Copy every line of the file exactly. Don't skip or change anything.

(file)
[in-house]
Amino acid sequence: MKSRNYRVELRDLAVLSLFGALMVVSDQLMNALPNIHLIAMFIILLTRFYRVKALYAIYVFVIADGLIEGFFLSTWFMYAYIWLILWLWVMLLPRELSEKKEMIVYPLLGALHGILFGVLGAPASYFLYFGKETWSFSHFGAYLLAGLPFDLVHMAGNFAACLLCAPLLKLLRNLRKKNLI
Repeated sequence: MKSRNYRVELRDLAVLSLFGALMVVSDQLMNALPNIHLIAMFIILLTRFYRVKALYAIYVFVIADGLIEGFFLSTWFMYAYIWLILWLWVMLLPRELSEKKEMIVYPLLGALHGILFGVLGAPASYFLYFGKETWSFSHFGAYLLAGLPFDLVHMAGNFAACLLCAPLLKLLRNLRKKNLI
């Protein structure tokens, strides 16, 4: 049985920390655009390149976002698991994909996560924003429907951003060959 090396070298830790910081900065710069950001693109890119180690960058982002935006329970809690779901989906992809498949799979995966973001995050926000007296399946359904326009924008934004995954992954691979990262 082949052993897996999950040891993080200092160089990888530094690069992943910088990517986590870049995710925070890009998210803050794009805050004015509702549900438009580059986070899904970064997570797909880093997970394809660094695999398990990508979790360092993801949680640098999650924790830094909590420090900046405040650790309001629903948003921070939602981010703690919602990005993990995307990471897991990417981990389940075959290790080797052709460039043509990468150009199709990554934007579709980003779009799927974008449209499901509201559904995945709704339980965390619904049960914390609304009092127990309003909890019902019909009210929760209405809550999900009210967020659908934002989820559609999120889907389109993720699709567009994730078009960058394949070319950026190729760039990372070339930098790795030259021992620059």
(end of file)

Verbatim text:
[in-house]
Amino acid sequence: MKSRNYRVELRDLAVLSLFGALMVVSDQLMNALPNIHLIAMFIILLTRFYRVKALYAIYVFVIADGLIEGFFLSTWFMYAYIWLILWLWVMLLPRELSEKKEMIVYPLLGALHGILFGVLGAPASYFLYFGKETWSFSHFGAYLLAGLPFDLVHMAGNFAACLLCAPLLKLLRNLRKKNLI
Repeated sequence: MKSRNYRVELRDLAVLSLFGALMVVSDQLMNALPNIHLIAMFIILLTRFYRVKALYAIYVFVIADGLIEGFFLSTWFMYAYIWLILWLWVMLLPRELSEKKEMIVYPLLGALHGILFGVLGAPASYFLYFGKETWSFSHFGAYLLAGLPFDLVHMAGNFAACLLCAPLLKLLRNLRKKNLI
């Protein structure tokens, strides 16, 4: 049985920390655009390149976002698991994909996560924003429907951003060959 090396070298830790910081900065710069950001693109890119180690960058982002935006329970809690779901989906992809498949799979995966973001995050926000007296399946359904326009924008934004995954992954691979990262 082949052993897996999950040891993080200092160089990888530094690069992943910088990517986590870049995710925070890009998210803050794009805050004015509702549900438009580059986070899904970064997570797909880093997970394809660094695999398990990508979790360092993801949680640098999650924790830094909590420090900046405040650790309001629903948003921070939602981010703690919602990005993990995307990471897991990417981990389940075959290790080797052709460039043509990468150009199709990554934007579709980003779009799927974008449209499901509201559904995945709704339980965390619904049960914390609304009092127990309003909890019902019909009210929760209405809550999900009210967020659908934002989820559609999120889907389109993720699709567009994730078009960058394949070319950026190729760039990372070339930098790795030259021992620059």